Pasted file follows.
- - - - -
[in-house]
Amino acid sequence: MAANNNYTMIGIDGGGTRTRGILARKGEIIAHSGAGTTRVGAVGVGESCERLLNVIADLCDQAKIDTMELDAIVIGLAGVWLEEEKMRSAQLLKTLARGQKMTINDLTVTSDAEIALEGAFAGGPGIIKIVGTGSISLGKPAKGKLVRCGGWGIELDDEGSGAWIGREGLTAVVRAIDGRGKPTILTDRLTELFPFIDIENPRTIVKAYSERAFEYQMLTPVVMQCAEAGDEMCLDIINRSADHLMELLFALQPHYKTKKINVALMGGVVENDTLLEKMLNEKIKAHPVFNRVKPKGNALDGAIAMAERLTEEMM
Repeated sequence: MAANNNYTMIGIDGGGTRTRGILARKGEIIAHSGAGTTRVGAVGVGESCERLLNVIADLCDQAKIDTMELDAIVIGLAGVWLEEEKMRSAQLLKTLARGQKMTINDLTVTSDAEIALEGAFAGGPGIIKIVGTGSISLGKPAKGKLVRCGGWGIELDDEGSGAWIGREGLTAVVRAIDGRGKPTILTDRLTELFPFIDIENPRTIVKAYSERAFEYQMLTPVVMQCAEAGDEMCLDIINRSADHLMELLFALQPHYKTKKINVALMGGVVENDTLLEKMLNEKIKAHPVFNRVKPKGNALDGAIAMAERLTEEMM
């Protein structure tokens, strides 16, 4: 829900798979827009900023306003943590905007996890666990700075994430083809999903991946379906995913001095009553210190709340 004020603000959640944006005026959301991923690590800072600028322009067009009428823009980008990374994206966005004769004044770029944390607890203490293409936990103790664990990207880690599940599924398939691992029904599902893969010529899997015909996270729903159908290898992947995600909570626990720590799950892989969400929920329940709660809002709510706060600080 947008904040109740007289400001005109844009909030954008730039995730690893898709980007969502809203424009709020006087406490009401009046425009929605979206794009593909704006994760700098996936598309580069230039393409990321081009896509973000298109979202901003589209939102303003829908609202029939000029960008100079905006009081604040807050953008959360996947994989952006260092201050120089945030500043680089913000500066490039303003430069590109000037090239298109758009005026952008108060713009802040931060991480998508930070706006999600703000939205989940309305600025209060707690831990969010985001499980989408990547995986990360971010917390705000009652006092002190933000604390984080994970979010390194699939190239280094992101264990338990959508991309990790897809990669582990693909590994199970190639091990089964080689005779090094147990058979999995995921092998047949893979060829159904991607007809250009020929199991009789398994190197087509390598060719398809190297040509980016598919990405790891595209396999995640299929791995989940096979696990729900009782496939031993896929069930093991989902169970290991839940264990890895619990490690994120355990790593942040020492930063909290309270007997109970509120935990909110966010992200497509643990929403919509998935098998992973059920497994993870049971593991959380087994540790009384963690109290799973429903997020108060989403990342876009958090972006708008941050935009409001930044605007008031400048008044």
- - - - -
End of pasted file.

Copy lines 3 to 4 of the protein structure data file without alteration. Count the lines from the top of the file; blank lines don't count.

Repeated sequence: MAANNNYTMIGIDGGGTRTRGILARKGEIIAHSGAGTTRVGAVGVGESCERLLNVIADLCDQAKIDTMELDAIVIGLAGVWLEEEKMRSAQLLKTLARGQKMTINDLTVTSDAEIALEGAFAGGPGIIKIVGTGSISLGKPAKGKLVRCGGWGIELDDEGSGAWIGREGLTAVVRAIDGRGKPTILTDRLTELFPFIDIENPRTIVKAYSERAFEYQMLTPVVMQCAEAGDEMCLDIINRSADHLMELLFALQPHYKTKKINVALMGGVVENDTLLEKMLNEKIKAHPVFNRVKPKGNALDGAIAMAERLTEEMM
């Protein structure tokens, strides 16, 4: 829900798979827009900023306003943590905007996890666990700075994430083809999903991946379906995913001095009553210190709340 004020603000959640944006005026959301991923690590800072600028322009067009009428823009980008990374994206966005004769004044770029944390607890203490293409936990103790664990990207880690599940599924398939691992029904599902893969010529899997015909996270729903159908290898992947995600909570626990720590799950892989969400929920329940709660809002709510706060600080 947008904040109740007289400001005109844009909030954008730039995730690893898709980007969502809203424009709020006087406490009401009046425009929605979206794009593909704006994760700098996936598309580069230039393409990321081009896509973000298109979202901003589209939102303003829908609202029939000029960008100079905006009081604040807050953008959360996947994989952006260092201050120089945030500043680089913000500066490039303003430069590109000037090239298109758009005026952008108060713009802040931060991480998508930070706006999600703000939205989940309305600025209060707690831990969010985001499980989408990547995986990360971010917390705000009652006092002190933000604390984080994970979010390194699939190239280094992101264990338990959508991309990790897809990669582990693909590994199970190639091990089964080689005779090094147990058979999995995921092998047949893979060829159904991607007809250009020929199991009789398994190197087509390598060719398809190297040509980016598919990405790891595209396999995640299929791995989940096979696990729900009782496939031993896929069930093991989902169970290991839940264990890895619990490690994120355990790593942040020492930063909290309270007997109970509120935990909110966010992200497509643990929403919509998935098998992973059920497994993870049971593991959380087994540790009384963690109290799973429903997020108060989403990342876009958090972006708008941050935009409001930044605007008031400048008044």